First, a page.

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More on the Forest Service and its Ecological Efforts

Letters

December 19, 2004

The Nov. 21 article "A Bear in the Woods" (by Lee Green) is a litany of errors, misunderstandings and distortions. It misses the point about national forest management today.

Most Americans want the same things from their national forests and grasslands: clean air, clean water, habitat for wildlife, beautiful scenery and plenty of opportunities for outdoor recreation. As a forester and conservationist, I want those things too. We can't have them unless we focus on the real threats to the nation's forests and grasslands. The real threats come from fire and fuels (which include brush and small-diameter trees), invasive species, loss of open space and unmanaged recreation.

Consider:

Two of the last four years have brought America's biggest fire seasons since the 1950s, and five states have seen record-breaking fires. Dozens of lives have been lost, thousands of homes destroyed and many critical habitats for wildlife decimated. Overgrown forests are fueling fires that are far more severe than ever before. The trick is to reduce the fuels and restore something resembling the original forest condition.

Invasive species are like a slow-moving plague that permanently destroys our native ecosystems. All invasives combined cost Americans about $138 billion per year in total economic damages and associated control costs. The ecological costs are even worse. One study has found that invasives have contributed to the decline of almost half of all imperiled species.

Every day, America loses more than 4,000 acres of working farms, forests and ranches to development. That's about 3 acres per minute. In some areas, forest cover is declining; in others, forests are fragmenting and deteriorating. We're losing valuable corridors and natural areas that many plants and animals need to survive.

In many places, rising recreational use is outstripping our management capacity and damaging resources, particularly the unmanaged use of off-highway vehicles. OHVs are a legitimate use of public lands, but without better management, they can rut trails, erode hills, degrade wetlands and destroy sensitive meadows.

In view of these threats, today's Forest Service is focusing on ecological restoration and outdoor recreation. We fight fire where we must, and we're very good at it--we quickly suppress 99% of the fires we attack. But we also use fire where we can to restore fire-adapted ecosystems. In 2004, prescribed fire accounted for more than three-quarters of the fuels and forest health treatments we accomplished with our federal partner agencies. Those treatments covered 4.2 million acres, an area three times the size of Delaware--about 2 1/2 times more than in 2000.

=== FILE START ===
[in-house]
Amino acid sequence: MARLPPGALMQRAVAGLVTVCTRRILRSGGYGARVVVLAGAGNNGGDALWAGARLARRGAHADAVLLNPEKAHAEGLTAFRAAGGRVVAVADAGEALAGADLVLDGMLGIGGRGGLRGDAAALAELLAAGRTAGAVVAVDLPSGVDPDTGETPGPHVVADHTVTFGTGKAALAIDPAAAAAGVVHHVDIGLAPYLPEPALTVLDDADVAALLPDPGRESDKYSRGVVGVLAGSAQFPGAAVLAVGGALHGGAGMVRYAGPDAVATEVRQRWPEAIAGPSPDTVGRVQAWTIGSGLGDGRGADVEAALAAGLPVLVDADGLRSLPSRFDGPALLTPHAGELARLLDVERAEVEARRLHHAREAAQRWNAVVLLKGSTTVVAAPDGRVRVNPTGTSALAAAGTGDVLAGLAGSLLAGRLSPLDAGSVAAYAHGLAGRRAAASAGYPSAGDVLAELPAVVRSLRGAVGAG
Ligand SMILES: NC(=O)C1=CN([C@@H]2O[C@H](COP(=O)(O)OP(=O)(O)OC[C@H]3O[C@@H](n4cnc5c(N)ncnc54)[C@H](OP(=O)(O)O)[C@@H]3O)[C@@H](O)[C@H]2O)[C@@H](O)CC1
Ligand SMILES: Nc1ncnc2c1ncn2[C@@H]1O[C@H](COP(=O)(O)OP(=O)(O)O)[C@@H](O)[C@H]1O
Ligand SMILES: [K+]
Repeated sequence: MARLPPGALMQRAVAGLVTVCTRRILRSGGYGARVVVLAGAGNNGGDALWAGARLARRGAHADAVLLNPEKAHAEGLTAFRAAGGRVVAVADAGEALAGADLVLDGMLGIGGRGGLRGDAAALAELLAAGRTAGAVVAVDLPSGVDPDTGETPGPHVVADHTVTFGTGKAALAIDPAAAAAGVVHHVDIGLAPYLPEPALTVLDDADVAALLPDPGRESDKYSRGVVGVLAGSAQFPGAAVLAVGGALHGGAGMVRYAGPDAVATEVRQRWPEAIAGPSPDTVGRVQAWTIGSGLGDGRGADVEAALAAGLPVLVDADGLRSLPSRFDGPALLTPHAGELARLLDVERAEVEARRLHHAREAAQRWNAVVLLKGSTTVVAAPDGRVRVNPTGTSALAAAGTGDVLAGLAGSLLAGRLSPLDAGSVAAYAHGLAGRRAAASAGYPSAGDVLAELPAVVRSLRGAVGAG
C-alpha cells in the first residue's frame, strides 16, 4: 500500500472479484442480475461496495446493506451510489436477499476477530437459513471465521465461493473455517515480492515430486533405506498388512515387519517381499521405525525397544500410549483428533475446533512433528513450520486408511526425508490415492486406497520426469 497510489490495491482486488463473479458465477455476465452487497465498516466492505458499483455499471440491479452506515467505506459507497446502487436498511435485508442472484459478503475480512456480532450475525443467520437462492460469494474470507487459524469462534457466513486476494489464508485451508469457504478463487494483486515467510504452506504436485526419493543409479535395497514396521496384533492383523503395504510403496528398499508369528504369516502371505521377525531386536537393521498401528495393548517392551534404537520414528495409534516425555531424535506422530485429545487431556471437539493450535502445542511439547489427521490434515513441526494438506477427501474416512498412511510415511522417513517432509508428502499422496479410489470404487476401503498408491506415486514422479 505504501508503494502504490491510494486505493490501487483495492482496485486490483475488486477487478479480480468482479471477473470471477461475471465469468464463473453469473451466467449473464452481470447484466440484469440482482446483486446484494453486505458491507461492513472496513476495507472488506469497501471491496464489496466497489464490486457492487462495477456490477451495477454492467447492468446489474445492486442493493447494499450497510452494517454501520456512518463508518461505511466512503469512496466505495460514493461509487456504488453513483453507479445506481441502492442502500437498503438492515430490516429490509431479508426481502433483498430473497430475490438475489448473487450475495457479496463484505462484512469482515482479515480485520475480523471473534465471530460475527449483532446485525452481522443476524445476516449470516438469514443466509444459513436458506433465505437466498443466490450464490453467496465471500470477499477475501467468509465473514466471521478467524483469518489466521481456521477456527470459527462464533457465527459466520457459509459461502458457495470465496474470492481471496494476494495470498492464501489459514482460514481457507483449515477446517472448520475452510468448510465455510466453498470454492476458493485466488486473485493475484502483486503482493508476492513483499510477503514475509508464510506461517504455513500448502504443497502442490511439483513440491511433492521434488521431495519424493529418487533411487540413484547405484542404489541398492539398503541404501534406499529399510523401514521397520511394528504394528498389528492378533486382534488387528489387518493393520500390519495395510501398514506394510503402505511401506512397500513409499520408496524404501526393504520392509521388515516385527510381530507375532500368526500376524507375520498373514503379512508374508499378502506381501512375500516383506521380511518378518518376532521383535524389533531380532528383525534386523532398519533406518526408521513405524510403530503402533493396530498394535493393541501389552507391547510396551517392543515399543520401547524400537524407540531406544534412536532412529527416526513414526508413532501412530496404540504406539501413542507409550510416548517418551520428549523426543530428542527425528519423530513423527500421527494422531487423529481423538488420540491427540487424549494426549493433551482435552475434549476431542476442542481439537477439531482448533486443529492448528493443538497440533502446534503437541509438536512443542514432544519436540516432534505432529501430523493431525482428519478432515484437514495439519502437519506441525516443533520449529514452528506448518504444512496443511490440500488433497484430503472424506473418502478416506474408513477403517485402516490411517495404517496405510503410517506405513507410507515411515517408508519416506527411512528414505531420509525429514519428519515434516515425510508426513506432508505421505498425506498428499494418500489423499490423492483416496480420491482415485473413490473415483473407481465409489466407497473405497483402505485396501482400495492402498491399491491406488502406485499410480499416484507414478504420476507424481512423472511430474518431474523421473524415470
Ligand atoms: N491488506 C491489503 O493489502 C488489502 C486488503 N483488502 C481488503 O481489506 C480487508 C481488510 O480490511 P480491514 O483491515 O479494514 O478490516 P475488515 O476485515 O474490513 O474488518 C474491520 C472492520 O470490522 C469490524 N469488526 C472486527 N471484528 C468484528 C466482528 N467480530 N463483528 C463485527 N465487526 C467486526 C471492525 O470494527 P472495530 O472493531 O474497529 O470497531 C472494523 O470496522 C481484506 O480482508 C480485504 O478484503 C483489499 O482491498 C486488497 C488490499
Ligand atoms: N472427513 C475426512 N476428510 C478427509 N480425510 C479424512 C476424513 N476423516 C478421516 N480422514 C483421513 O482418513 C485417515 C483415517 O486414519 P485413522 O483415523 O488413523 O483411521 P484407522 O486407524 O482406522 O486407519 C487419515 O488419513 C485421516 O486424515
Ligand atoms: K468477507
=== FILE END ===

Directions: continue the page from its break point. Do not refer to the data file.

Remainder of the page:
But we can't do it alone. The scale of what we face is simply too great. We need help from a public that is caring and concerned, yet some people are stuck in spurious debates over logging and road building. These are huge distractions from the real threats we face today--fire and fuels, invasive species, loss of natural areas and unmanaged outdoor recreation.

I believe that we need a vigorous national debate over the values that matter, the goals we all share and the real threats that place them at risk.

Dale Bosworth

Chief

USDA, Forest Service

Washington, D.C.

*

Stories such as Green's strike a chord that is mostly heard by the choir. If a few million of us expressed genuine outrage over government and corporate abuse of our land, we might halt the rescinding of protective legislation that has become the reckless passion of the Bush administration. The U.S. Forest Service needs to be impeached, or rather clear-cut.

The tragedy of decades of mindless destruction of old-growth forests is as profound and criminal as the ongoing poisoning of our water and air, but the average citizen doesn't get it unless they've been personally hit over the head with the consequences. Walking through an ancient stand of trees is like treading on hallowed ground; it is humbling and enlightening. There is a precious handful of people who work to protect the few trees that are left. They need our voices and our help. It's not a tree-hugger thing; it's a life and death thing.

Amy Franzen

Los Angeles

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